River Tam wrote:
<quoted text>A kid walked by his mother's bedroom and saw her on the bed masturbating, saying, "Oh god, I need a man. Oh god, I need a man".

Two nights later, he walked by his mom's room and a naked man walked out, excused himself, went to the bathroom, urinated and walked back into his mom's room and closed the door. The boy immediately went back to his room, started masturbating furiously saying, "Oh god, I need a bicycle. Oh god, I need a bicycle.".

“A sentient umbrella speaks”

Since: Mar 11

Some stable somewhere

#127735 Oct 5, 2012
Dave Nelson wrote:
<quoted text>
You are totally full of shit, and totally out of touch with the physical basis of physics. You just have no grasp of physical linkage.
Uh-oh, did someone have a widdle, iddy-biddy meltdown? Who had a meltdown, a widdle, iddy-biddy meltdown? It was you, Moonbeam. Yes it was! Yes it was! Who's a cute widdle meltdown boi? You are! Yes you are! You're such a cute widdle boi!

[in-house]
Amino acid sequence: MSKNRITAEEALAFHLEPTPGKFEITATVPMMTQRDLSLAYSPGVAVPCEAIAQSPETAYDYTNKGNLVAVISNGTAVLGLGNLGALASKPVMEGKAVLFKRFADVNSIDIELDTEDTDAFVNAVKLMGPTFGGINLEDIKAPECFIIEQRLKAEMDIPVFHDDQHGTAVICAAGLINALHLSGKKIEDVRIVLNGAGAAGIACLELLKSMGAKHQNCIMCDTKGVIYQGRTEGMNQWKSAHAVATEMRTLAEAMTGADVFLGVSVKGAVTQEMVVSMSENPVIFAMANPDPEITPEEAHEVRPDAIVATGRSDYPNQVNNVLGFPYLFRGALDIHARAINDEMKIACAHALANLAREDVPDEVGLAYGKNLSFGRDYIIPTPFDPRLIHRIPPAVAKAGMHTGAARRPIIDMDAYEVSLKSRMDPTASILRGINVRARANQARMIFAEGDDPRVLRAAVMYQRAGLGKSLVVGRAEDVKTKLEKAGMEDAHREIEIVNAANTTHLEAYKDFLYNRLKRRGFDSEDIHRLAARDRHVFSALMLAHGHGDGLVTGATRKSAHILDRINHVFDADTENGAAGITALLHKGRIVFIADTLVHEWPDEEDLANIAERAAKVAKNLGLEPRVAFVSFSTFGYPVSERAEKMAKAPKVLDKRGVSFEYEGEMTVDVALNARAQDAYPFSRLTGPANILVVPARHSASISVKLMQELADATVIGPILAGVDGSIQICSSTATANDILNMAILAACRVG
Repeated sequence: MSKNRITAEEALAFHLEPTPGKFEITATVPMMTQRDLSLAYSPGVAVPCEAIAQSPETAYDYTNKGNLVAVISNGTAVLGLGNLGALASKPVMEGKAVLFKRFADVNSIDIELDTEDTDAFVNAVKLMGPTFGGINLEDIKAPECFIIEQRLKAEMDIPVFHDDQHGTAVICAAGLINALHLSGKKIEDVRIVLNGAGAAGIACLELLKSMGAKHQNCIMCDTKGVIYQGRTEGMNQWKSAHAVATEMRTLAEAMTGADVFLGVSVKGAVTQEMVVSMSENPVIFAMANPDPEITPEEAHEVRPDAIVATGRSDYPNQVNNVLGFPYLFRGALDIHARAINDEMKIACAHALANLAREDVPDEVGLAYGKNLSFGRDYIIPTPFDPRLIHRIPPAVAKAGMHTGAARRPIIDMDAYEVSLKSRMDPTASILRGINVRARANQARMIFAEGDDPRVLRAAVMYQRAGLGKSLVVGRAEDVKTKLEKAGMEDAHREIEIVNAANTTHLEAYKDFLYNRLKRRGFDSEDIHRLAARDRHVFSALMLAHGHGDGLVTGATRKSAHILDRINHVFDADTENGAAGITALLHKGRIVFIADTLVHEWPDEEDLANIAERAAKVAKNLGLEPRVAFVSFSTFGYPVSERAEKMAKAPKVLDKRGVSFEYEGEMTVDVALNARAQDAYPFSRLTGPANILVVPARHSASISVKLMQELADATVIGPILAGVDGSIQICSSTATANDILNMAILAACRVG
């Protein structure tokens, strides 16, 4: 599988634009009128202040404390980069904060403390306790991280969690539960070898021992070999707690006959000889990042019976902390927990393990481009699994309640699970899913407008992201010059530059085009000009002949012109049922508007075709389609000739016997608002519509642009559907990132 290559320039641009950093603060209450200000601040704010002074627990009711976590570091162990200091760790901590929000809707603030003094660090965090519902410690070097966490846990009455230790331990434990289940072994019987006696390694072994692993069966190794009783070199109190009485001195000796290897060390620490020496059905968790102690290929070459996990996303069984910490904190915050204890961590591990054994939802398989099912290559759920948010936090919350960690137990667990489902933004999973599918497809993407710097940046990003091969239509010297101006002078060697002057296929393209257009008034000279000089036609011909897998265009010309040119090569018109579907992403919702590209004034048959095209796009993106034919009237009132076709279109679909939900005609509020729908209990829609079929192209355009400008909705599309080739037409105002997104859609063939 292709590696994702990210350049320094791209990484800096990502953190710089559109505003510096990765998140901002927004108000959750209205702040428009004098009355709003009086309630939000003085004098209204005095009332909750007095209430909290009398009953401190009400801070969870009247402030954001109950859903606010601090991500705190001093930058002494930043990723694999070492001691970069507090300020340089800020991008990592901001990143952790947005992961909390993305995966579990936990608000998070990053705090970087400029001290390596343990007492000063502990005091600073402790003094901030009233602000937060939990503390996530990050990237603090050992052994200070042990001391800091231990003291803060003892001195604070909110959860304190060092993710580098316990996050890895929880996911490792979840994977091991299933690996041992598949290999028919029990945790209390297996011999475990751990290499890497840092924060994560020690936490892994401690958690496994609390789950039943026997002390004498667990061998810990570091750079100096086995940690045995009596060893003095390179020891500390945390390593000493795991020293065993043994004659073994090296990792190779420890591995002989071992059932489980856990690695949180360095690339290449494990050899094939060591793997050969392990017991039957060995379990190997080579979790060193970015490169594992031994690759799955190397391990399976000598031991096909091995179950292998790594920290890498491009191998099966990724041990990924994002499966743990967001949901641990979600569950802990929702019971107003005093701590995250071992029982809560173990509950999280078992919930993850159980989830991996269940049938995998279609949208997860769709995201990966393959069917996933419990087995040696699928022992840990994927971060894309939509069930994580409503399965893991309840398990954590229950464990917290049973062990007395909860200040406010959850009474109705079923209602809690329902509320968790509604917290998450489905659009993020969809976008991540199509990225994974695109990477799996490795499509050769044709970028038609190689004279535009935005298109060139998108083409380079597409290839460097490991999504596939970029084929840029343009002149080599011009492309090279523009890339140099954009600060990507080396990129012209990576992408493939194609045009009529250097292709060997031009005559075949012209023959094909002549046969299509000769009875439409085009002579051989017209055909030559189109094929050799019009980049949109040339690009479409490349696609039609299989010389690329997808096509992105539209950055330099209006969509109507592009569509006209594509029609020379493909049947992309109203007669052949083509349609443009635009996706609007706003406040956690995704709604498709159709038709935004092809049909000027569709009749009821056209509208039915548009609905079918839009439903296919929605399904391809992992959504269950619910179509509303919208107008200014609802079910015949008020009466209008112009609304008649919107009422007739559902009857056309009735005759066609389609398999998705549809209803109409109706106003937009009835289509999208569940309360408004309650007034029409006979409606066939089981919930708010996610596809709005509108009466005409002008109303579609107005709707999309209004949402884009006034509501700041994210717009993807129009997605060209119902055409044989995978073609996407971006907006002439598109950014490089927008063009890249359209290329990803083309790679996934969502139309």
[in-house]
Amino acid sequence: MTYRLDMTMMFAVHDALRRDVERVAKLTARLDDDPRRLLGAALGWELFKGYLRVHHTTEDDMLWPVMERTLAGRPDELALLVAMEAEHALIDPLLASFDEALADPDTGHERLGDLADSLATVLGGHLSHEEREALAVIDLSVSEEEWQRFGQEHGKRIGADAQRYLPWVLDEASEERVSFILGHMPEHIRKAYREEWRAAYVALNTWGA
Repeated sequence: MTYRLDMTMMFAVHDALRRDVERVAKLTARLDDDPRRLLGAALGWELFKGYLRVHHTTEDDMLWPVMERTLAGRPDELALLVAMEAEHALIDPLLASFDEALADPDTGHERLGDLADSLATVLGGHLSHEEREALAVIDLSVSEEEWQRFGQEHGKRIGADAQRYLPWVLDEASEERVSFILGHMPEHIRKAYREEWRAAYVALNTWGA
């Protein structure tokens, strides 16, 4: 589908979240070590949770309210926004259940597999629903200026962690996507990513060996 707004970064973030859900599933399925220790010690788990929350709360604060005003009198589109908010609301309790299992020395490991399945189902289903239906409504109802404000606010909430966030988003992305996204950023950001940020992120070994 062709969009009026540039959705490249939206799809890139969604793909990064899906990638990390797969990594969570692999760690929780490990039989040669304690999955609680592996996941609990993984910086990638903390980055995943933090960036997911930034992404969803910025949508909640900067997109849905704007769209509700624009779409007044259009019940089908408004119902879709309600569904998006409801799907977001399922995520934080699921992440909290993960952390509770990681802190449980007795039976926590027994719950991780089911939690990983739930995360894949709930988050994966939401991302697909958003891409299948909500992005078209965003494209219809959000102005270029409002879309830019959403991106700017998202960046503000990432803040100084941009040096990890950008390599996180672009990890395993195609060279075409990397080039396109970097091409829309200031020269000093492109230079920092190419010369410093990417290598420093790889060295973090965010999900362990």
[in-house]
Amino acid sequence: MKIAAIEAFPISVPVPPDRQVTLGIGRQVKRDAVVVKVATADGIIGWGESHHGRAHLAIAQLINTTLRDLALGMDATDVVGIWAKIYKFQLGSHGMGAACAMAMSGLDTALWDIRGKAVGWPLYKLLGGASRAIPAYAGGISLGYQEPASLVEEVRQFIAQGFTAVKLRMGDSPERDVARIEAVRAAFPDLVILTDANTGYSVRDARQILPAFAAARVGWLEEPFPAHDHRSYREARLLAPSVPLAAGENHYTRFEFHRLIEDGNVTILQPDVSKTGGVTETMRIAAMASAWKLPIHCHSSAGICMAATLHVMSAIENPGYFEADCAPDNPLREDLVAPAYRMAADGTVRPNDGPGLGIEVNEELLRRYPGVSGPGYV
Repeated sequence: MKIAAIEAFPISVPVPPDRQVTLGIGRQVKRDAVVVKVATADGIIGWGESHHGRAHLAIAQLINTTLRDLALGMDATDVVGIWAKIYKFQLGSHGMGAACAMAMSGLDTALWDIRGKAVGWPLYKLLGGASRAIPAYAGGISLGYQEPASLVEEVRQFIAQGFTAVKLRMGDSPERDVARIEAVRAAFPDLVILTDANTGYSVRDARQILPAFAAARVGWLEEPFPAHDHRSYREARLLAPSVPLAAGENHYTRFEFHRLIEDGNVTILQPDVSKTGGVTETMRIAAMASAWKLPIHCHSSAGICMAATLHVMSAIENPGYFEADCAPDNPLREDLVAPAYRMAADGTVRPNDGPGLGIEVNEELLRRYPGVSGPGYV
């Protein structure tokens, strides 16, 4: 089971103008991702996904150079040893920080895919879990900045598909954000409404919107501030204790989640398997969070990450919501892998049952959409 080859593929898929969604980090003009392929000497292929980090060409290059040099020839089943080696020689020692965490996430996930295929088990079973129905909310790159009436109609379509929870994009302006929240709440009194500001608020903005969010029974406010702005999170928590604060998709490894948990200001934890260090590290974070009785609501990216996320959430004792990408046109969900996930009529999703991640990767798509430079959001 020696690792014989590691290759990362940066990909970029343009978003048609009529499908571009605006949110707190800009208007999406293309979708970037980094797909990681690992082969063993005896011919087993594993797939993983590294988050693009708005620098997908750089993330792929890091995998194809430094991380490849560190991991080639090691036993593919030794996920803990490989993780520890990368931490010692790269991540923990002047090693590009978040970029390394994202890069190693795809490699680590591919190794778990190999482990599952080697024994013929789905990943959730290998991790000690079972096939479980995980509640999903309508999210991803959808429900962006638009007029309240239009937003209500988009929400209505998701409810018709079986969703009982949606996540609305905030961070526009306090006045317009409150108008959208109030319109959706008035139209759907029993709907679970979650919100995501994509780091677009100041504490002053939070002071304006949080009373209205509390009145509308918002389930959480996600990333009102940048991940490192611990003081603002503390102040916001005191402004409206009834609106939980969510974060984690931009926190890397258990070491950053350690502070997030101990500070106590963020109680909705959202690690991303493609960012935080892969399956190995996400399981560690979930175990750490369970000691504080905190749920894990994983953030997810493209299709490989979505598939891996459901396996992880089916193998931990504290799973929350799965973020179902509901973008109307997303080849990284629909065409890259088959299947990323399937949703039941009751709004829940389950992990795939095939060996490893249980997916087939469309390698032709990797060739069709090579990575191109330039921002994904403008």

Don't let the big, bad physicist tell you how physics works! Don't let him bother you like that. One day, one day, without any evidence or rational, you'll prove to him who knows more about physics! Yes you will. Yes you will! And he will learn alllll about EM waves, won't he, won't he?!?

Who's a cute widdle boy? You are, yes you are! And you won't need any mathematical model or anything. No, you won't! No, you won't! No mathematical models, evidence or anything! Just pure imagination, devoid of all facts and reasoning - that's how real physics is made.

You'll show him that you just get it. All by yourself, all on your own. Yaaaaaaaaaaaaay! It's just you!

Now have a warm cookie and forget all about the big, bad physicist.